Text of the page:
I recently stumbled upon Solid, a technology that claims to “re-orient the web” by allowing people to own their own data.  I think it’s a great idea, but there are problems with it.

In a few words, Solid stores all your social media data (Facebook posts, YouTube comments, etc.) in a self-hosted Solid Pod.  Participating social media sites just link to your data.  If you delete a piece of data from your Pod, it is gone forever because every social media site just stores a reference to your data.

The biggest barrier to entry for a common person is the self-hosting aspect.  To use Solid correctly, in my opinion, you must host your own Solid Pod.  Solid is all about having complete control over your own data and allowing a Solid provider to manage your Pod partially defeats the purpose of the technology.

Other problems with Solid that must be addressed before widespread adoption include Scalability, Caching, and Duplication concerns.


If you are a popular social media user, and all your social media data is stored within your Solid Pod, your Pod may have difficulty serving consumers of your data.  The reference Solid Server implementation is in Node.js and Node is pretty fast, but I don’t recall there being anything that allows your Pod to scale.  A Pod can serving 25k requests per second may be more than enough for someone with a intermediate level of internet presence and popularity, but for celebrities it is insufficient.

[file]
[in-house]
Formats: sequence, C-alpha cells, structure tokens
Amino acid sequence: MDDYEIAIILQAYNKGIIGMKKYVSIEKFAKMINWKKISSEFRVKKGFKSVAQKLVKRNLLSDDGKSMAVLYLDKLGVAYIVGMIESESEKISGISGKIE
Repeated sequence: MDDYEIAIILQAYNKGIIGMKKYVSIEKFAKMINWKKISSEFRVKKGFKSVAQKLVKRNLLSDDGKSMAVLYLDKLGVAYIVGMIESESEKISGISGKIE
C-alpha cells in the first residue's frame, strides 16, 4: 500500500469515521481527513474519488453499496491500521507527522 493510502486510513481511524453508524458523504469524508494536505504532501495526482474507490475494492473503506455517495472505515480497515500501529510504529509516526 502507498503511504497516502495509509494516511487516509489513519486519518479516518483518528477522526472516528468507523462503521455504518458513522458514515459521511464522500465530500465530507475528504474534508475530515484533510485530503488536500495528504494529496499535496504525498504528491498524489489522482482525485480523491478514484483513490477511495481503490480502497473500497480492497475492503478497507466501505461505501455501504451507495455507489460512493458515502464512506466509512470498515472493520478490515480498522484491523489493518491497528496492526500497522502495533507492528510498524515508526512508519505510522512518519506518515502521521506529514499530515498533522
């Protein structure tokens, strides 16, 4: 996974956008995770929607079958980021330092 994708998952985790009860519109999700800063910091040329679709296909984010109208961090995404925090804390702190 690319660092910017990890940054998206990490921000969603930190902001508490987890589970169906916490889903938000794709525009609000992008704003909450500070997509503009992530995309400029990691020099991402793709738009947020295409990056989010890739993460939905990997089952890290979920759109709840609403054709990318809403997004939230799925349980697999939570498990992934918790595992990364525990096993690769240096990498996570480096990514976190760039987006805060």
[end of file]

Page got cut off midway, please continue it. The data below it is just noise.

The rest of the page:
To combat the scalability problem, social media sites may cache your Solid data.  This poses another problem.  Cached data is now no longer controlled by the owner of the data and defeats the idea behind Solid.  How long is data cached? One minute? One hour?  The longer the data is cached, the less control you have over it.


Duplication concerns are similar to caching concerns, but have to do with purposely nonconforming sites duplicating your content.  Having control over your own data because it is all served from a server you control is possible in theory, but any site that can see your data can just duplicate it.  What prevents a bad actor from copying any Solid data referenced and preventing it from being erased?

So, what’s great about Solid?

All your data in one place.  Think about it!  Solid allows you absolute control over what applications do to your data.  Imagine a single, correct repository of all your medical data.  Every time you go to a new doctor, you grant read/write access to you entire medical history.  Records can easily be shared between hospitals and providers because everything is in one place.

Imagine a future where all your governmental identity data is in one place.  Starting a new job and need two forms of ID? Just grant them read access to your Driver’s License and Birth Certificate.  New Driver’s License?  The DMV already has write access to your License, so it can just update the current version.